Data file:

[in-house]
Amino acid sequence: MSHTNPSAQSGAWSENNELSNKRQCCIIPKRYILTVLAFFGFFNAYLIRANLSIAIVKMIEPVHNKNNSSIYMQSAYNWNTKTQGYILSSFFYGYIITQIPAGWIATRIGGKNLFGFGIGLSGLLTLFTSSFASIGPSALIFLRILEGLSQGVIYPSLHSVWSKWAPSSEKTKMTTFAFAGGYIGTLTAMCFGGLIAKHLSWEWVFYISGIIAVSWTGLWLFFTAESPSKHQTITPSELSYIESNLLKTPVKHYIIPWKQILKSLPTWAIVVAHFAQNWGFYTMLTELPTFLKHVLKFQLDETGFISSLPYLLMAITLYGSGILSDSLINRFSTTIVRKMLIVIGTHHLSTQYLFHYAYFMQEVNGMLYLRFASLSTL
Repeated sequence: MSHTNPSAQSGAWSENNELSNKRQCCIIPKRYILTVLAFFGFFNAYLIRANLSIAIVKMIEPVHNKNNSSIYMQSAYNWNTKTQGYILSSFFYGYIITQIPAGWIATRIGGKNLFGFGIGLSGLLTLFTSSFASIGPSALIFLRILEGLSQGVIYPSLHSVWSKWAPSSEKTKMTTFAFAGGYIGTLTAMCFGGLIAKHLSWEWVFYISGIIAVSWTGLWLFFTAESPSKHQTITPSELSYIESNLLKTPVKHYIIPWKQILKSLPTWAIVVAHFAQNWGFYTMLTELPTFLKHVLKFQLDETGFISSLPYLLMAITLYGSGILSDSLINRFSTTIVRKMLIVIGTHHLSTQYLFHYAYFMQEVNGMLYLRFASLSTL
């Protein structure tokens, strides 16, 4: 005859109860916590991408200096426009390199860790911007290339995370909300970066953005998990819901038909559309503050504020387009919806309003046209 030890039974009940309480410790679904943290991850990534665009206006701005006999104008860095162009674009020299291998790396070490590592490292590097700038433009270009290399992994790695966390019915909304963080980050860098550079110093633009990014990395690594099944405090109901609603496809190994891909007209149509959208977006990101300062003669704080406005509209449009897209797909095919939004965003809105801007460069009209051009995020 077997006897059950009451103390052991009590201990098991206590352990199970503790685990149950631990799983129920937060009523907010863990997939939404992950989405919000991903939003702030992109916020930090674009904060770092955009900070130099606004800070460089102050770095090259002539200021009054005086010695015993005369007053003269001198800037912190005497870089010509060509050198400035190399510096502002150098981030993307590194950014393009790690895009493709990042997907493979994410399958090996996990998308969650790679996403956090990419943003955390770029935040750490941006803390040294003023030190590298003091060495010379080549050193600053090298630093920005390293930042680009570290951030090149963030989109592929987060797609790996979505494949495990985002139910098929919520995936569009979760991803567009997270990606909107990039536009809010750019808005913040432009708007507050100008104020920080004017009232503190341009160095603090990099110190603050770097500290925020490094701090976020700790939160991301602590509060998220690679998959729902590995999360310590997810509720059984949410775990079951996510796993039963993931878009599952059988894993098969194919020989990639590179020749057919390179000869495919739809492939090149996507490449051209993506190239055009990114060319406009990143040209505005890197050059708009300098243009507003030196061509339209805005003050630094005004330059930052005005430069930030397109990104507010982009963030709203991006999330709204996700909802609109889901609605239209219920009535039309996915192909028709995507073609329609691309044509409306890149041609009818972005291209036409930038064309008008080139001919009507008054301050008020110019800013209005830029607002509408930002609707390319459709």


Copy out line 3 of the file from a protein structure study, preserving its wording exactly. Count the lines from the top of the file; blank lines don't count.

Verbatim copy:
Repeated sequence: MSHTNPSAQSGAWSENNELSNKRQCCIIPKRYILTVLAFFGFFNAYLIRANLSIAIVKMIEPVHNKNNSSIYMQSAYNWNTKTQGYILSSFFYGYIITQIPAGWIATRIGGKNLFGFGIGLSGLLTLFTSSFASIGPSALIFLRILEGLSQGVIYPSLHSVWSKWAPSSEKTKMTTFAFAGGYIGTLTAMCFGGLIAKHLSWEWVFYISGIIAVSWTGLWLFFTAESPSKHQTITPSELSYIESNLLKTPVKHYIIPWKQILKSLPTWAIVVAHFAQNWGFYTMLTELPTFLKHVLKFQLDETGFISSLPYLLMAITLYGSGILSDSLINRFSTTIVRKMLIVIGTHHLSTQYLFHYAYFMQEVNGMLYLRFASLSTL